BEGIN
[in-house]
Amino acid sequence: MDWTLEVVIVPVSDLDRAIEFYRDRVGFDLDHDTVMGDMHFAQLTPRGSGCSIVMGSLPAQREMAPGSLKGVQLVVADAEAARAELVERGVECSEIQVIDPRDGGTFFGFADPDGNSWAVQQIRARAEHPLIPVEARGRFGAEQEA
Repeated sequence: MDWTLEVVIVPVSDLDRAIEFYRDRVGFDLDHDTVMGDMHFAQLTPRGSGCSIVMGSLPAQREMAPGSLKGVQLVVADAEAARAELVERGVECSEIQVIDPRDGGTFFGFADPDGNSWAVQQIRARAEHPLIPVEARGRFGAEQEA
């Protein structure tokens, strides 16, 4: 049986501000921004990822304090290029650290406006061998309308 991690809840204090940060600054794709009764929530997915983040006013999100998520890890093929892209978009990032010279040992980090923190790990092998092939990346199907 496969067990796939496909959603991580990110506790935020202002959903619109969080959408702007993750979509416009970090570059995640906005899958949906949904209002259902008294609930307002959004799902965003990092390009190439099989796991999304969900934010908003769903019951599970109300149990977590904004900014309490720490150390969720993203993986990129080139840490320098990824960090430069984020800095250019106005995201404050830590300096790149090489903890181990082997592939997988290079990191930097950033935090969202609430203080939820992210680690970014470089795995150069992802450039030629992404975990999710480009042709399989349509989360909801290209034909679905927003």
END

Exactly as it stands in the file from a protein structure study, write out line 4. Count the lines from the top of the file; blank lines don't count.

């Protein structure tokens, strides 16, 4: 049986501000921004990822304090290029650290406006061998309308 991690809840204090940060600054794709009764929530997915983040006013999100998520890890093929892209978009990032010279040992980090923190790990092998092939990346199907 496969067990796939496909959603991580990110506790935020202002959903619109969080959408702007993750979509416009970090570059995640906005899958949906949904209002259902008294609930307002959004799902965003990092390009190439099989796991999304969900934010908003769903019951599970109300149990977590904004900014309490720490150390969720993203993986990129080139840490320098990824960090430069984020800095250019106005995201404050830590300096790149090489903890181990082997592939997988290079990191930097950033935090969202609430203080939820992210680690970014470089795995150069992802450039030629992404975990999710480009042709399989349509989360909801290209034909679905927003």